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Old Soldiers


Old soldiers never die. Harvey 

Milk drowns with his lips around 

a spigot protruding from the 


blood cask known as City Hall.

My sea monkeys died in their

jar on the window sill before I


could figure out what they were

(certainly not what their package

depicted). Old soldiers grow thin 


as medals on watery blood 

rations. I gather Queen Anne’s 

lace from the property line. This 


Eurasian exile dies in a vase in 

my bathroom — dries and

darkens like self recriminations. 


Old soldiers drown but don’t call 

it dying. To civilians it looks and 

sounds like a way of singing 


patriotic songs understood only 

by the militant. If the perennial 

Anita Bryant drowns, she’ll want 


a pool of orange juice and Coca-

Cola. I loop the song sung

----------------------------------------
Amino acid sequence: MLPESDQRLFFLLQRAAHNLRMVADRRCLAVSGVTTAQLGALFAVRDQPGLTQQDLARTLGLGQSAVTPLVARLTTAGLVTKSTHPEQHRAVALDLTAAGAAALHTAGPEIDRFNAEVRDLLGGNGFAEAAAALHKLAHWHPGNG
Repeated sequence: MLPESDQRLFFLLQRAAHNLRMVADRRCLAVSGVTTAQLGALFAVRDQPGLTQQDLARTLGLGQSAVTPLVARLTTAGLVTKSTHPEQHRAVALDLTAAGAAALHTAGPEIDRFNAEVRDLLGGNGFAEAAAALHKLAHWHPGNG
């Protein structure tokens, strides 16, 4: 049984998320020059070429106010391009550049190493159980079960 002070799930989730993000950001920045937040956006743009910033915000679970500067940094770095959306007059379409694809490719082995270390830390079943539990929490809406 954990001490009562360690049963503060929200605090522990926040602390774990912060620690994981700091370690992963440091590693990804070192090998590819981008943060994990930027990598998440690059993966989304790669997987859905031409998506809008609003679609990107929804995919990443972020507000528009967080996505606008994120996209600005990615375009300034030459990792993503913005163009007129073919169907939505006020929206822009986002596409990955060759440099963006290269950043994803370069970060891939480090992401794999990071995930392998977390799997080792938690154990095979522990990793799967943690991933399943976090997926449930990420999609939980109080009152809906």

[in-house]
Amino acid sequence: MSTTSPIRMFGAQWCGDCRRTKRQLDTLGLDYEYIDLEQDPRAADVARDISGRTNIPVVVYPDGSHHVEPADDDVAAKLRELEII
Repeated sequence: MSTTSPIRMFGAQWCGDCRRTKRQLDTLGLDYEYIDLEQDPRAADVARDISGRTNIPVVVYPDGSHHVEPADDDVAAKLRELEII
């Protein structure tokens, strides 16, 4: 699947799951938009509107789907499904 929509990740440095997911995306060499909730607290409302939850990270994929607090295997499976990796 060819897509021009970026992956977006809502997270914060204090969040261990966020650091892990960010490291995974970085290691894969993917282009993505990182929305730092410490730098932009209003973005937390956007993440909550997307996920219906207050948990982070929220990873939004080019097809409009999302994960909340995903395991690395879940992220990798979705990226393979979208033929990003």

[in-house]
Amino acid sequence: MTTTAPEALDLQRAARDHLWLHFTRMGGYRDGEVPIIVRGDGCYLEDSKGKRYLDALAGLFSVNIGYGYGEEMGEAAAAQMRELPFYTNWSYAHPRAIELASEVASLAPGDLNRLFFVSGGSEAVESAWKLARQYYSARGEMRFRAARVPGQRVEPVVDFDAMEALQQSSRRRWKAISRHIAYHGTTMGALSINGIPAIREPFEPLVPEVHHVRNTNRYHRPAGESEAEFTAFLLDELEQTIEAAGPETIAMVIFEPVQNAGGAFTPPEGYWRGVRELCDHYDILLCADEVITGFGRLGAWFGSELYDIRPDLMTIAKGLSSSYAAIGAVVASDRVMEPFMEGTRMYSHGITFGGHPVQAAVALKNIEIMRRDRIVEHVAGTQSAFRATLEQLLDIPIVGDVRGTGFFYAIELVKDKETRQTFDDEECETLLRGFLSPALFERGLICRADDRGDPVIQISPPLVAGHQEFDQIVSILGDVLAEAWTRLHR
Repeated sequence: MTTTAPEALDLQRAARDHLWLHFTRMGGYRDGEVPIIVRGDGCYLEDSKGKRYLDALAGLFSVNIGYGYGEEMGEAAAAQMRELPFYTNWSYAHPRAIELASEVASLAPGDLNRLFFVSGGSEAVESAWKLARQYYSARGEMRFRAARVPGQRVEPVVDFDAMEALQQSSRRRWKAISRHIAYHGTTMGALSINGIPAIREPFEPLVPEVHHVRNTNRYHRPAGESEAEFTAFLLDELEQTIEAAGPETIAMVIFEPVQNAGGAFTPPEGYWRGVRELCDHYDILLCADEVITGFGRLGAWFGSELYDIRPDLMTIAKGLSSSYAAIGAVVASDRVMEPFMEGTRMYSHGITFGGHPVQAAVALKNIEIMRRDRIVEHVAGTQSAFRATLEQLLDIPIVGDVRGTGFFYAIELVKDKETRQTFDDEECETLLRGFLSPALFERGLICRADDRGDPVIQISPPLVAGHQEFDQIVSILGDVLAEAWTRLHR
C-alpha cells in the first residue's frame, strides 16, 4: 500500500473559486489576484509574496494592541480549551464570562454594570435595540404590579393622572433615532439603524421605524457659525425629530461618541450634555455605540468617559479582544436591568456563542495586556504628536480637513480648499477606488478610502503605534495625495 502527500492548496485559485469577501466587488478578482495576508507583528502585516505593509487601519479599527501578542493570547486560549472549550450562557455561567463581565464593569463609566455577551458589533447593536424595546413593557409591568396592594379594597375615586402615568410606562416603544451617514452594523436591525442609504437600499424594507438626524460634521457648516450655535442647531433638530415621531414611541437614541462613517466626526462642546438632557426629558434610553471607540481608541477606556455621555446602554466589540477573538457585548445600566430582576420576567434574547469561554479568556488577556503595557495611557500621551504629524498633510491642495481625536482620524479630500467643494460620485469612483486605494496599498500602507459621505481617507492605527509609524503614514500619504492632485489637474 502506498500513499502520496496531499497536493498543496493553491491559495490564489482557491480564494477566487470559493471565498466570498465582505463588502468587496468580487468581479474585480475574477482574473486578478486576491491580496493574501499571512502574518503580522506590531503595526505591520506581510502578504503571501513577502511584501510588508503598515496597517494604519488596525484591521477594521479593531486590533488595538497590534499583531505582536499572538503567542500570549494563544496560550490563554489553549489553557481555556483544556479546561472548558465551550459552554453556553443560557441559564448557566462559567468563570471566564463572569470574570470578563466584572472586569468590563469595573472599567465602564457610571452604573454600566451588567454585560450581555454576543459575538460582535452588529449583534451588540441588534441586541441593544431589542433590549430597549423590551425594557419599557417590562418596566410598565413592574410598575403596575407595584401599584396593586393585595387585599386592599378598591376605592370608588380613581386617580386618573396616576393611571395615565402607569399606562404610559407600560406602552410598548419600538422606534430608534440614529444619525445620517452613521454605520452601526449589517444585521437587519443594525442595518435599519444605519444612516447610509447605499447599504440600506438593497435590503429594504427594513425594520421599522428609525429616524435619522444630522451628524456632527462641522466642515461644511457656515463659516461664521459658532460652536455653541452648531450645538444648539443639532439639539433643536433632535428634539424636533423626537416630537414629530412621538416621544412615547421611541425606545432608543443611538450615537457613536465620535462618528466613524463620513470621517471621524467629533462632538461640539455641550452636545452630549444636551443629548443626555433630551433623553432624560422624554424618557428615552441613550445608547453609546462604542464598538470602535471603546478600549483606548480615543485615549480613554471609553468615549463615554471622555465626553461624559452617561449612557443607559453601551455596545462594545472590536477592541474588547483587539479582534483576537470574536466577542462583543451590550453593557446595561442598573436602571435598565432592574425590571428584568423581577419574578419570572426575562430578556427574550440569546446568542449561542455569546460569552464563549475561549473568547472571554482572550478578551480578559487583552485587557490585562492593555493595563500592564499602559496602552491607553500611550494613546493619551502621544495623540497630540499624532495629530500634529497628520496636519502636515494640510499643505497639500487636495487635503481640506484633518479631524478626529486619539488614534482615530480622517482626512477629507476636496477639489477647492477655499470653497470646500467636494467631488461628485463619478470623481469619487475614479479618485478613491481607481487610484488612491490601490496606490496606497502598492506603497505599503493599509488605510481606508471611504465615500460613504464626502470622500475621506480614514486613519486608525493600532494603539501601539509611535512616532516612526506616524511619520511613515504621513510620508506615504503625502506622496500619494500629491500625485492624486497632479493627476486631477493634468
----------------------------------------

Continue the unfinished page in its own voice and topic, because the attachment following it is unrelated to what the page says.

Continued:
by Vaughan Monroe. All night 


I hope for longing. Douglas 

MacArthur marinates in bile, 

then dines on himself, liver first. 


Armies of living lace will 

camp on every roadside till the 

world is through with war.


Old soldiers grow thin as models. 

They are all around me — my 

uncles, my husband’s father and 


uncles. I never ask them about 

their wars, fearing I’ll fall in love 

and my pacifism will fade away. 


Old romantics never die, but 

their moral compasses do. 

Gay soldiers never die unless


some bullet or IED or flame 

thrower asks them to kindly 

stop pushing and stand still.

timoth robbins.jpeg

Timothy Robbins has been teaching English as a Second Language for 28 years. He has been a regular contributor to Hanging Loose since 1978. His poems have appeared in Main Street Rag, Off The Coast, Bayou Magazine, Slant, Tipton Review, Cholla Needles and many others. He has published three volumes of poetry: Three New Poets (Hanging Loose Press), Denny’s Arbor Vitae (Adelaide Books) and Carrying Bodies (Main Street Rag Press). He lives in Wisconsin with his husband of 21 years.

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